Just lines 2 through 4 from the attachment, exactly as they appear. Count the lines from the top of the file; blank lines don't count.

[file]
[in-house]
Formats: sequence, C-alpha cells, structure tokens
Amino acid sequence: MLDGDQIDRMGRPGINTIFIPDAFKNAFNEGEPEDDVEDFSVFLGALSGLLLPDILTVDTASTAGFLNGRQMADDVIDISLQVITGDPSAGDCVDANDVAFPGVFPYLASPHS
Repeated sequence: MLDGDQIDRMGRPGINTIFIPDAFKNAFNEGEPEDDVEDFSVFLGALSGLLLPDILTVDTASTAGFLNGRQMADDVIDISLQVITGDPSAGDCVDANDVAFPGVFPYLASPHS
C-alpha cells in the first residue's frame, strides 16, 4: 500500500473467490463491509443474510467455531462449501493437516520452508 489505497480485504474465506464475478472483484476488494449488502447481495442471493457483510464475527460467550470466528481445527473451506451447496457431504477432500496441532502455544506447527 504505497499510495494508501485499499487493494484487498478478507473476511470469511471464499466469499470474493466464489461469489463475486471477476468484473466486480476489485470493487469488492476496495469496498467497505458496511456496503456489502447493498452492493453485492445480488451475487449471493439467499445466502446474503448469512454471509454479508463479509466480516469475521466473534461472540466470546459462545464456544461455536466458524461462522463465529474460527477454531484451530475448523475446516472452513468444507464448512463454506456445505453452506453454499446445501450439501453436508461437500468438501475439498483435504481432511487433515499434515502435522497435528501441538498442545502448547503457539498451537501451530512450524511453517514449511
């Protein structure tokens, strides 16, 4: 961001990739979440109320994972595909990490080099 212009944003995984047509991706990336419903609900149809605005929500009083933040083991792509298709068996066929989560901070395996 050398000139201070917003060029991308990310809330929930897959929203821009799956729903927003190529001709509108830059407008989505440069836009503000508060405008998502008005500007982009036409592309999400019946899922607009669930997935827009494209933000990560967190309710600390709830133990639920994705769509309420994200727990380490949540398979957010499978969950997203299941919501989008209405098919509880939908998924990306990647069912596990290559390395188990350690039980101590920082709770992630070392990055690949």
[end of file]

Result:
Formats: sequence, C-alpha cells, structure tokens
Amino acid sequence: MLDGDQIDRMGRPGINTIFIPDAFKNAFNEGEPEDDVEDFSVFLGALSGLLLPDILTVDTASTAGFLNGRQMADDVIDISLQVITGDPSAGDCVDANDVAFPGVFPYLASPHS
Repeated sequence: MLDGDQIDRMGRPGINTIFIPDAFKNAFNEGEPEDDVEDFSVFLGALSGLLLPDILTVDTASTAGFLNGRQMADDVIDISLQVITGDPSAGDCVDANDVAFPGVFPYLASPHS